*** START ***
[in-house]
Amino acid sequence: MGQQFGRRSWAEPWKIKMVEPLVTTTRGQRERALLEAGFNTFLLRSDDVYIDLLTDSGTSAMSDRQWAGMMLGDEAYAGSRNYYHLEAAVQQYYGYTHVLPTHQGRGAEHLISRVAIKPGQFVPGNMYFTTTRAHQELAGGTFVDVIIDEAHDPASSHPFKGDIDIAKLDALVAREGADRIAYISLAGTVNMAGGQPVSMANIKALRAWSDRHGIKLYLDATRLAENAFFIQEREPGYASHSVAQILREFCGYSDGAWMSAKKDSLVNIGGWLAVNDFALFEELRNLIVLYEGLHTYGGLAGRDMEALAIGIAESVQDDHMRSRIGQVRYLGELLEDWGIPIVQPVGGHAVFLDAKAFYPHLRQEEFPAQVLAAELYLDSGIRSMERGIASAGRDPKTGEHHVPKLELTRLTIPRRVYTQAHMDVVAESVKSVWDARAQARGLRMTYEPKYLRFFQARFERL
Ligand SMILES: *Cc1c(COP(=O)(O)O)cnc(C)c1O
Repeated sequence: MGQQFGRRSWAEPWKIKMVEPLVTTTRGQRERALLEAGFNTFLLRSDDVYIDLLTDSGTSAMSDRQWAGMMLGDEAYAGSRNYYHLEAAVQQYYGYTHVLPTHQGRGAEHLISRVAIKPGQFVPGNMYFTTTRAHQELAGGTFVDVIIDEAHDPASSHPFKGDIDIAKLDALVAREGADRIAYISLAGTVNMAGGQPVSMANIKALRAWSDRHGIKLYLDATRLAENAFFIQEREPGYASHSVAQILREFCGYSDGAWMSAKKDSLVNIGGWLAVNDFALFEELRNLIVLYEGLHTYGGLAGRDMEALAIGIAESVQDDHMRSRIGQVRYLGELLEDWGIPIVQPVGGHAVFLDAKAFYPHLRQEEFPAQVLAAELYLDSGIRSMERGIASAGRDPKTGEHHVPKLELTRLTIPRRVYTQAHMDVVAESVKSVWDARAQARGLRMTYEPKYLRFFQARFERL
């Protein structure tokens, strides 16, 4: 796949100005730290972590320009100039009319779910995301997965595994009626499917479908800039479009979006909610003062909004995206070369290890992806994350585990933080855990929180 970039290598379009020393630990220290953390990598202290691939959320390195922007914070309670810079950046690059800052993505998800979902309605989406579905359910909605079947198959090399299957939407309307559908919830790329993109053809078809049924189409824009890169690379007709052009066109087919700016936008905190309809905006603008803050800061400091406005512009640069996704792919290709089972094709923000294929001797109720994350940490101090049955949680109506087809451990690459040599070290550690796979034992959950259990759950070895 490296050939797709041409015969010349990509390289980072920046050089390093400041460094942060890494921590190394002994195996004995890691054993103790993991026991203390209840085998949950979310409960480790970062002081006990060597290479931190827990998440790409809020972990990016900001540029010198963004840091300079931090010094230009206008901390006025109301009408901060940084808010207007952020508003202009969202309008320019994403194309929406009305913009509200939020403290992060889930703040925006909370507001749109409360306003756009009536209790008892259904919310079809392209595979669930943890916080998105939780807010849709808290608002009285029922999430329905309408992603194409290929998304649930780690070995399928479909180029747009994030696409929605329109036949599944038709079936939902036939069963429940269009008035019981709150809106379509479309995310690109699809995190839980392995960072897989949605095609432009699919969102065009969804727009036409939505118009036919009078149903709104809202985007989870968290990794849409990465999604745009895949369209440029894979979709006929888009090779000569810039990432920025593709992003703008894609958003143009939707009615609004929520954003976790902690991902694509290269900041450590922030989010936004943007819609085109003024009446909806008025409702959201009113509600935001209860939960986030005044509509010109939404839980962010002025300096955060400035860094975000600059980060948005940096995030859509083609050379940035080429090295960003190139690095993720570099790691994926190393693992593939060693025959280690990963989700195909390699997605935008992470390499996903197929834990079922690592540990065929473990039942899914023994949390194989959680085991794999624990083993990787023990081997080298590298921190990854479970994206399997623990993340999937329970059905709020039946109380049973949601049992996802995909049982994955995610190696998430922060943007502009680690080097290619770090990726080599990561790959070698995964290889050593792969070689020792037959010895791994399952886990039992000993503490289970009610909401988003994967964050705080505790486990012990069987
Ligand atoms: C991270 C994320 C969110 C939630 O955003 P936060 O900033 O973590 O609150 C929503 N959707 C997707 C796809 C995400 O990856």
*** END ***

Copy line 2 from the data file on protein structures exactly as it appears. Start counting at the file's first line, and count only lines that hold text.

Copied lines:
Amino acid sequence: MGQQFGRRSWAEPWKIKMVEPLVTTTRGQRERALLEAGFNTFLLRSDDVYIDLLTDSGTSAMSDRQWAGMMLGDEAYAGSRNYYHLEAAVQQYYGYTHVLPTHQGRGAEHLISRVAIKPGQFVPGNMYFTTTRAHQELAGGTFVDVIIDEAHDPASSHPFKGDIDIAKLDALVAREGADRIAYISLAGTVNMAGGQPVSMANIKALRAWSDRHGIKLYLDATRLAENAFFIQEREPGYASHSVAQILREFCGYSDGAWMSAKKDSLVNIGGWLAVNDFALFEELRNLIVLYEGLHTYGGLAGRDMEALAIGIAESVQDDHMRSRIGQVRYLGELLEDWGIPIVQPVGGHAVFLDAKAFYPHLRQEEFPAQVLAAELYLDSGIRSMERGIASAGRDPKTGEHHVPKLELTRLTIPRRVYTQAHMDVVAESVKSVWDARAQARGLRMTYEPKYLRFFQARFERL